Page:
What Is Ectopia Cordis?
Ectopia cordis is a condition where the fetus develops without any lungs or other vital organs. Some cases are fatal, but others survive with only minor problems. There are two types of ectopia cordis: pulmonary and nonpulmonary. Pulmonary ectopia cordis usually occurs when there is no connection between the umbilical vein and the heart (abnormality). Nonpulmonary ectopia cordis happens when the umbilical vein does not connect to the heart at all (congenital abnormality).
Pulmonary ectopia cordis is a rare condition that affects less than 1% of live births. It is caused by a defect in one of the fetal lung structures called the trachea. A hole forms in it, which prevents oxygenated blood from getting into the baby’s body. Without the lungs, the baby dies within hours after birth.
Most babies born with pulmonary ectopia cordis die within 24 hours.
Nonpulmonary ectopia cordis is a much more common problem that affects up to 20% of live births. It results from a normal development of certain cells in the placenta, which then develop abnormally and block off blood flow to parts of the body such as the brain and heart. This causes various heart defects, most commonly a ventricular septal defect. Other possible problems include interatrial and interventricular septal defects, atrial septal defects, patent ductus arteriosus, tetralogy of fallot, transposition of the great arteries, aortic stenosis, truncus arteriosus, and atrioventricular septal defect.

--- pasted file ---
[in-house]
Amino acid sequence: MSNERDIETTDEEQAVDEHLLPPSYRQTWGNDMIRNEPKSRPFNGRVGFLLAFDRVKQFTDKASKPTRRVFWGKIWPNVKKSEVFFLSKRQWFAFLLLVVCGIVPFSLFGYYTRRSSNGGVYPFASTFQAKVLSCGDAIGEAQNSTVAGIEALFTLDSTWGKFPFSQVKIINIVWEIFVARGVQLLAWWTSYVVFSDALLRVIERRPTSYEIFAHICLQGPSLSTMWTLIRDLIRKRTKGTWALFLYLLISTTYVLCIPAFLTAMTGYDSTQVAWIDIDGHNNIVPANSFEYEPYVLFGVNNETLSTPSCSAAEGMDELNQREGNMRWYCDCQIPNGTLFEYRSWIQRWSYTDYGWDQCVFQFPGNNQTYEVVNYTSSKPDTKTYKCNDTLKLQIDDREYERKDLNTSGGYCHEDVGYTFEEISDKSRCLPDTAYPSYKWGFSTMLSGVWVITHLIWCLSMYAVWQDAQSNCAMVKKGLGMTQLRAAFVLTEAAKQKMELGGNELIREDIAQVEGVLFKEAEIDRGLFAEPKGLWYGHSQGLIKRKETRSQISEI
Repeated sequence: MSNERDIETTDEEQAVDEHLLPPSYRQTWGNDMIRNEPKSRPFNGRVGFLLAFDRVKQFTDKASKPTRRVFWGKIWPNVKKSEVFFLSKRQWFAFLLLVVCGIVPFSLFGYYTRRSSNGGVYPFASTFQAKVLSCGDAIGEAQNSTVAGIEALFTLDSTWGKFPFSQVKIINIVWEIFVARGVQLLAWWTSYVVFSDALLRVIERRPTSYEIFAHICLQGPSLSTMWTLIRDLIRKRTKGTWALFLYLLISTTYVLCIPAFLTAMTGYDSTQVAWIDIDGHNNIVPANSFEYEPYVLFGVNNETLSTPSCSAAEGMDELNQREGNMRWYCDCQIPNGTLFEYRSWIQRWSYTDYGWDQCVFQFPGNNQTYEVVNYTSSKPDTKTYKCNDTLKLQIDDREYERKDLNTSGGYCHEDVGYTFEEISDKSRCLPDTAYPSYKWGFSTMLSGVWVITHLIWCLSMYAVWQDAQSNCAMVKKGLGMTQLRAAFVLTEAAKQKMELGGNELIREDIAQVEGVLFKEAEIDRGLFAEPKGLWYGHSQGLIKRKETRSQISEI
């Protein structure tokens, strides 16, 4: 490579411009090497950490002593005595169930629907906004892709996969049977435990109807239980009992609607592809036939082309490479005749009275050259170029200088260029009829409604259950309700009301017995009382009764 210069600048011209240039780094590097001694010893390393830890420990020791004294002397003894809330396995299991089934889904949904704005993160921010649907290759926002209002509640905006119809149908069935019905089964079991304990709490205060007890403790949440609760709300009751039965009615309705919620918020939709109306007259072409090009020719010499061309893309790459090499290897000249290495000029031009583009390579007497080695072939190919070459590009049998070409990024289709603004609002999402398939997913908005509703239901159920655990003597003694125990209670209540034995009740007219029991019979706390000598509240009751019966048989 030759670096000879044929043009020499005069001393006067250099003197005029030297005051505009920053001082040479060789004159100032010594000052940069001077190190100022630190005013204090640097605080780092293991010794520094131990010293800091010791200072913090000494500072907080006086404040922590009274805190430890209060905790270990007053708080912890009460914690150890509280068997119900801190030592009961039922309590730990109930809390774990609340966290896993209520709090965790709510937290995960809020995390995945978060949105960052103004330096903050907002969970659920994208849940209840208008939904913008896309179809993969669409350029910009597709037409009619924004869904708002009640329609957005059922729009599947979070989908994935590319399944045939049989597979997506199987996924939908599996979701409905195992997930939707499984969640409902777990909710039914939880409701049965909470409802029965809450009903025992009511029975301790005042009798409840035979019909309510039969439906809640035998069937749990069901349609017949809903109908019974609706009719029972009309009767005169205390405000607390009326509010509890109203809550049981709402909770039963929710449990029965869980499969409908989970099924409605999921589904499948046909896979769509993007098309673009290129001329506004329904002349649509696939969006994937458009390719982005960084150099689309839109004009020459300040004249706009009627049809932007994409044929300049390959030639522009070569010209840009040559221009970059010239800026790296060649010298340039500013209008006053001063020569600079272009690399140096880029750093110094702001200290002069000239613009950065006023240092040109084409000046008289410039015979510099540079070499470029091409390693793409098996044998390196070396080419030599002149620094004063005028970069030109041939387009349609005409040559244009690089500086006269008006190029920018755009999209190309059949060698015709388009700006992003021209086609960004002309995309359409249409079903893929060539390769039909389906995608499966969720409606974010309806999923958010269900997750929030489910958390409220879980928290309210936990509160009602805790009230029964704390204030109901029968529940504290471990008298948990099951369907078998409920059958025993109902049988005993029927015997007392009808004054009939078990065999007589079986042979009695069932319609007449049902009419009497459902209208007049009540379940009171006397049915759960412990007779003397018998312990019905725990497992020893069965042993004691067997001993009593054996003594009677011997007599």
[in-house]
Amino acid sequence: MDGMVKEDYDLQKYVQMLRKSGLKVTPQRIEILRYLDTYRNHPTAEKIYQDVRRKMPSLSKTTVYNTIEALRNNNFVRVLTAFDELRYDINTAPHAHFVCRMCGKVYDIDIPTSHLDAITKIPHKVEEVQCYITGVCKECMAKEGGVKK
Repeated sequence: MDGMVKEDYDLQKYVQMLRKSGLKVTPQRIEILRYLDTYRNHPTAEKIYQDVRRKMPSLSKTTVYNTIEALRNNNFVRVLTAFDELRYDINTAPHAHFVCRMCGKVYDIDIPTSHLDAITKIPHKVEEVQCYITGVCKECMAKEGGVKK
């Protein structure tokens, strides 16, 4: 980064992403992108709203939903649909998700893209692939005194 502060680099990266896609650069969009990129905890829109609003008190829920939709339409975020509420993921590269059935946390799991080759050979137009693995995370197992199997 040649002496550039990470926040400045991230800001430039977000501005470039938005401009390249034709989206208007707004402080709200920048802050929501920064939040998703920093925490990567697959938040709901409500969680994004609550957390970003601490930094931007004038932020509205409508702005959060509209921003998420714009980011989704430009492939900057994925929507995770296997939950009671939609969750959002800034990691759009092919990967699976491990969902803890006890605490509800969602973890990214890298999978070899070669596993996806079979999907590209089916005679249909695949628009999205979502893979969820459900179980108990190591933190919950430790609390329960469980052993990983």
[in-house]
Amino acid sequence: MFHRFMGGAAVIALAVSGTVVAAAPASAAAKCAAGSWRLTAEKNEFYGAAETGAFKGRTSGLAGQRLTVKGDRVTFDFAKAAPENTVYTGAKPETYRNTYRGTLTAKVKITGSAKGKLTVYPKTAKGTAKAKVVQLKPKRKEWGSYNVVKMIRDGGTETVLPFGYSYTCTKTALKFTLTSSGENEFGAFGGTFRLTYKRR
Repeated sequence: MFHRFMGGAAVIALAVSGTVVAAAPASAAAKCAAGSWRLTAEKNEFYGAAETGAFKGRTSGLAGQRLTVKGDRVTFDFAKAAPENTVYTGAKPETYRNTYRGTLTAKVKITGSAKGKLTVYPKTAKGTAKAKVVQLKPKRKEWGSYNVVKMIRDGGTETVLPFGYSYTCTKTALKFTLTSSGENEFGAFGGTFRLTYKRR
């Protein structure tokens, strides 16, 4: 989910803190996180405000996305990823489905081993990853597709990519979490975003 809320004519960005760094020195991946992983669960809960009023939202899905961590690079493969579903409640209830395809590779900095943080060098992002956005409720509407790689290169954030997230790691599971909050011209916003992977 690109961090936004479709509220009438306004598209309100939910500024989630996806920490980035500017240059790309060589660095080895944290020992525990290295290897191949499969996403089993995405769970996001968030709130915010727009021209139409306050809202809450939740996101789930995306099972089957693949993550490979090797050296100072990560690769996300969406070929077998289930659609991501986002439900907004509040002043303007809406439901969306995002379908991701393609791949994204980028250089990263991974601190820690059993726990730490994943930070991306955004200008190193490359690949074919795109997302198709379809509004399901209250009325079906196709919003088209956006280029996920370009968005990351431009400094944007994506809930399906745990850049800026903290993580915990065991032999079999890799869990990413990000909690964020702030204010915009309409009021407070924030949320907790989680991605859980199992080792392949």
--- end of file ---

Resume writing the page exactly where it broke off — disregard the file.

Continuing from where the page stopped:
There are two types of nonpulmonary ectopia cordis based on where the septum develops: endocardial and myocardial. Endocardial means that it forms between the endomyocardium and myocardium layers of the heart, while myocardial means it forms within the myocardium layer. Part of the septum may be covered by endomyocardium or myocardium, but not both.
Sources & references used in this article:
Ectopia cordis and other midline defects by JM Morales, SG Patel, JA Duff, RL Villareal… – The Annals of thoracic …, 2000 – Elsevier
Outcome of patients with ectopia cordis and significant intracardiac defects. by LK Hornberger, SD Colan, JE Lock, DL Wessel… – Circulation, 1996 – ncbi.nlm.nih.gov
Staged repair of ectopia cordis by ARC Dobell, HB Williams, RW Long – Journal of pediatric surgery, 1982 – Elsevier
Embryology, sternal clefts, ectopia cordis, and Cantrell’s pentalogy by SA Engum – Seminars in pediatric surgery, 2008 – Elsevier